Cities of Refuge in the Middle East: Bringing an Urban Lens to the Forced Displacement Challenge

from Tufts University
Published on 14 Sep 2017 View Original

Forced displacement is among the most pressing challenges in the Middle East North Africa (MENA) region.

The number of people forcibly displaced worldwide continues to increase, particularly in MENA, where waves of unrest and conflict have driven a huge increase in displacement. In 2016, there were an estimated 65.6 million people forcibly displaced around the world, of which 26 percent were living in countries across the MENA region.

For each refugee displaced in MENA, there are almost six internally displaced people (IDPs).

Contrary to common belief, most of the forcibly displaced live outside of camps.

When thinking of the displaced and providing food, shelter and services, standalone camps run by humanitarian agencies are the most common image. However, only a minority of forcibly displaced people actually live in camps.

Today, most of the displaced are in towns and cities, where provision of services, shelter and livelihoods are already well established. This pattern is particularly evident In the already highly urbanized MENA region, where an estimated 80-90 percent of displaced live in towns and cities – significantly above the global average of 60 percent.

Solutions for displacement must target host towns and cities.

The shift in displacement from camps to towns and cities means changing the paradigm for how humanitarian and development agencies work with displaced populations. Instead of providing stand-alone solutions to displaced people in camps or rural areas, the challenge is to support host communities to scale up existing services, shelter and jobs to meet the needs of both the original residents and the displaced.

In towns and cities, targeted assistance to the displaced should be complemented with place-based development approaches that build on existing governance structures and service delivery mechanisms to promote the welfare of all residents, regardless of origin.

Approaches that target assistance only for the displaced may heighten social tensions between displaced and host communities and do not help host communities cope with the new needs arising from rapid population growth.

Recommendations for international agencies

The main recommendation for international agencies is to integrate humanitarian and development approaches in towns and cities hosting displaced populations from the beginning. Important elements include:

  • Develop integrated humanitarian and development approaches to forced displacement in cities

  • Promote the integration of civil society in the development response architecture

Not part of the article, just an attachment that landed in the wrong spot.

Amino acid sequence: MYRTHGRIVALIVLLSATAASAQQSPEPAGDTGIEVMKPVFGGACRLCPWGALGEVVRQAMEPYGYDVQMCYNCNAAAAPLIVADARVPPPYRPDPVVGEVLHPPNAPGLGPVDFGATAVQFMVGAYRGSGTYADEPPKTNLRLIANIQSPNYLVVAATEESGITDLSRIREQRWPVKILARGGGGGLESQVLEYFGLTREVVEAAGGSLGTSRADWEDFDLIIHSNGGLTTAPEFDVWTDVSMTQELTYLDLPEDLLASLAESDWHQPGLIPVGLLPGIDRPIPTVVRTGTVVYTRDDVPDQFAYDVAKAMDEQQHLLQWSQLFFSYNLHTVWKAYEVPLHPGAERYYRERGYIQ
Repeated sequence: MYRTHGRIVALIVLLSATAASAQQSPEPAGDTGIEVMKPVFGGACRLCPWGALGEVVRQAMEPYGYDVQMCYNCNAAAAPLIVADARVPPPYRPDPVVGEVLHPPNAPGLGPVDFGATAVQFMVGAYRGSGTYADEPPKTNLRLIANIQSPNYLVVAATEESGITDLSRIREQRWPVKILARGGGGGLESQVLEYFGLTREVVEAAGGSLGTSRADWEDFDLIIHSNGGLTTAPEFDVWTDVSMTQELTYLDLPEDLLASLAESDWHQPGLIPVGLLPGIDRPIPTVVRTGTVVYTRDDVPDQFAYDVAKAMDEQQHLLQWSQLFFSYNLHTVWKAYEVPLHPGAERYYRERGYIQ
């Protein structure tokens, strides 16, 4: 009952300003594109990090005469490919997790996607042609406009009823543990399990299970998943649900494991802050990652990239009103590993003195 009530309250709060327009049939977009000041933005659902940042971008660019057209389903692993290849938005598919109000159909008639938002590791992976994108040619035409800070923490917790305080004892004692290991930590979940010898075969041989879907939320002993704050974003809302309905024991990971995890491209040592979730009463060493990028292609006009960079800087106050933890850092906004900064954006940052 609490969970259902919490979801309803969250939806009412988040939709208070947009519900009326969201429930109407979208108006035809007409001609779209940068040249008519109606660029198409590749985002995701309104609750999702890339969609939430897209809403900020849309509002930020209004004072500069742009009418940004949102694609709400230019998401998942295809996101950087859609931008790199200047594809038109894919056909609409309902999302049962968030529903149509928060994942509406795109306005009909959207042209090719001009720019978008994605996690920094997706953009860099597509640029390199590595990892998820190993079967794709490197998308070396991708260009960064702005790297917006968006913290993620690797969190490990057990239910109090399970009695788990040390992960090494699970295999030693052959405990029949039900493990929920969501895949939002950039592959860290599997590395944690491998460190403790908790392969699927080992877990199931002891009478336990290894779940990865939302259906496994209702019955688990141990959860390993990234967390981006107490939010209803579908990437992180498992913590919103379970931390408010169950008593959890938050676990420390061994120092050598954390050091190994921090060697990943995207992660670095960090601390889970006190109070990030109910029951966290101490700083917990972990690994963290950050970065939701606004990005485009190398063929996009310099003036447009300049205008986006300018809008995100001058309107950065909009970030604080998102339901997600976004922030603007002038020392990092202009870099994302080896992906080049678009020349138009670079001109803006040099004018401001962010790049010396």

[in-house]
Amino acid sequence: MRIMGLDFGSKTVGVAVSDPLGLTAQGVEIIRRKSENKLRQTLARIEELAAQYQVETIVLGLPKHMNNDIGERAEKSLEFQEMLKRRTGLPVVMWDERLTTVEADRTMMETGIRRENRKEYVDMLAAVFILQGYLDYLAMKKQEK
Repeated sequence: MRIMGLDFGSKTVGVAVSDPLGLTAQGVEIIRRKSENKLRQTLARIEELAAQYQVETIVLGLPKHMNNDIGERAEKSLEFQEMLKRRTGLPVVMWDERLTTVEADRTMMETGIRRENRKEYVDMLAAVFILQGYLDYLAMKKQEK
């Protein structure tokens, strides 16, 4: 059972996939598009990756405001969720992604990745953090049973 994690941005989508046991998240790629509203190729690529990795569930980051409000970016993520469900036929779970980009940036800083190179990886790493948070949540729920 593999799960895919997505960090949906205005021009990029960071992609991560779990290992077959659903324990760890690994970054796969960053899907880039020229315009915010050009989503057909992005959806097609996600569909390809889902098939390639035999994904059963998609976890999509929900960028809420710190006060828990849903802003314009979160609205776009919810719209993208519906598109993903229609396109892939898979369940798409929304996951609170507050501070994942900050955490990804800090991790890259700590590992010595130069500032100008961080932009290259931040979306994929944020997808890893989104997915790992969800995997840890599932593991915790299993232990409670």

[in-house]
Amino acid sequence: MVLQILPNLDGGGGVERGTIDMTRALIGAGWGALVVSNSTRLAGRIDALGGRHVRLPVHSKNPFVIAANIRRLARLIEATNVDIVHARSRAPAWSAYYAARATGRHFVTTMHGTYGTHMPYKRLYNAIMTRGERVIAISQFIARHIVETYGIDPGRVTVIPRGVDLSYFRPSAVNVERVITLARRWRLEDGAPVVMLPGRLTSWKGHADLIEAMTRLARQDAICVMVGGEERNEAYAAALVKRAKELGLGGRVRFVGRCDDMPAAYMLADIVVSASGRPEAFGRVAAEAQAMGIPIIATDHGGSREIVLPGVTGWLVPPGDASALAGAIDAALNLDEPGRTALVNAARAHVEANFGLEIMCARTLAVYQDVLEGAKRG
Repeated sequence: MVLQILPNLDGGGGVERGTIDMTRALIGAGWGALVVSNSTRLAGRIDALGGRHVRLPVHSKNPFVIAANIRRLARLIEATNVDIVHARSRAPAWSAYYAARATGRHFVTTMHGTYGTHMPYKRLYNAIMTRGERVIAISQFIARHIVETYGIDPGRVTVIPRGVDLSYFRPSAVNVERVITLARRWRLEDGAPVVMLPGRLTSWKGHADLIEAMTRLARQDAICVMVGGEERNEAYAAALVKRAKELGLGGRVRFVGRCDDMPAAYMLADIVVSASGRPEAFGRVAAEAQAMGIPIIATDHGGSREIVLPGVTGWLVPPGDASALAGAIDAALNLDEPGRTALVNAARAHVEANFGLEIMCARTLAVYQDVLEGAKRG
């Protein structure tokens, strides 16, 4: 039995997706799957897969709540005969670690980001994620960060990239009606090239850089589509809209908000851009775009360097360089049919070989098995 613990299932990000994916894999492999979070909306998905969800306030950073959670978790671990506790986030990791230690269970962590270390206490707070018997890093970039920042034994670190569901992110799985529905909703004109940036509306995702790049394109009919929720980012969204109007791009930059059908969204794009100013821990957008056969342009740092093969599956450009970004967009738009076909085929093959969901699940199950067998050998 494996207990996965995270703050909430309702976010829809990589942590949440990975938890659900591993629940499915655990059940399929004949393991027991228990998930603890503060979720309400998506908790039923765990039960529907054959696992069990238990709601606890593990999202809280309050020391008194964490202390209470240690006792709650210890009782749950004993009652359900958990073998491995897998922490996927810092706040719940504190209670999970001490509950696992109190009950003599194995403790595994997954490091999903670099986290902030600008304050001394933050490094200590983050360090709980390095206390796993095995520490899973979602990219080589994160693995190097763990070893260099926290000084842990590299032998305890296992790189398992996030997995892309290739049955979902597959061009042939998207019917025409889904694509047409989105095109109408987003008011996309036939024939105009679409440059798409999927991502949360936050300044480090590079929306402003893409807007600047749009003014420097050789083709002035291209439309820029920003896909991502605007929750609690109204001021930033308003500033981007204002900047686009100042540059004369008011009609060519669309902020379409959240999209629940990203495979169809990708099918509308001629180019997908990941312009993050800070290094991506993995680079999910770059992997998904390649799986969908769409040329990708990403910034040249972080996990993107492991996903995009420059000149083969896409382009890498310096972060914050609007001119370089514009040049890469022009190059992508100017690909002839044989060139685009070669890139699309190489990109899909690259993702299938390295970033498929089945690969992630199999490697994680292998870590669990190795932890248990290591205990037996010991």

• Work increasingly through national and local government systems to deliver aid and services

  • Mobilize concessional finance to scale up response capabilities in affected countries and cities

  • Improve the evidence base for better development policy decision making and programming

Recommendations for local governments

Local governments are at the forefront of the response to urban displacement. Priority interventions for local and municipal governments include:

  • Scale up and expand basic services and infrastructure based on a development, not emergency, approach

  • Leverage delivery modalities of service delivery to increase confidence and build trust between communities and local authorities as a basis for social cohesion

  • Leverage support from national and international actors to address capacity and financing gaps

  • Enhance capacity and resilience to better prepare for and respond to displacement challenges

  • Promote local economic development and private sector participation for shared growth Recommendations for national governments National governments also play a critical role. Priority interventions for central governments include:

  • Adhere to policy standards related to refugees and internally displaced, as applicable and with reference to international commitments as entered into by the respective countries

  • Implement coherent national polices in areas outside the direct control of local and municipal governments, specifically in the areas of labor markets, land and housing markets, education and health

  • Implement coherent national refugee and IDP policies, including alternatives to camps, as the main response focus

  • Support building social cohesion between displaced and host communities as sine qua non for medium-term sustainability

  • Support policies to enable a transition from humanitarian first-response approaches to medium-term development approaches

  • Mobilize financing so that local governments can meet increased financing needs

Policy dialogue needs to be sensitive to the political dynamics around forced displacement

Governments from both origin and host countries are at the center of the crisis. Their decisions affect the scale and destination of population movements, as well as the impacts and solutions in the short, medium, and long terms.

External development partners can support the adoption and implementation of sound responses, but the primary role rests with national and local authorities.

Mitigating the impact of forced displacement on host communities (whether in camp or urban settings) is not a strictly technical agenda.

Political considerations often drive the host authorities’ response, and need to be taken into account when supporting governmental efforts. A development approach should expand the focus from reducing the vulnerabilities of the forcibly displaced to also mitigating impacts on host communities. This holistic approach of supporting the community as a whole can also reshape the political dialogue around forced displacement.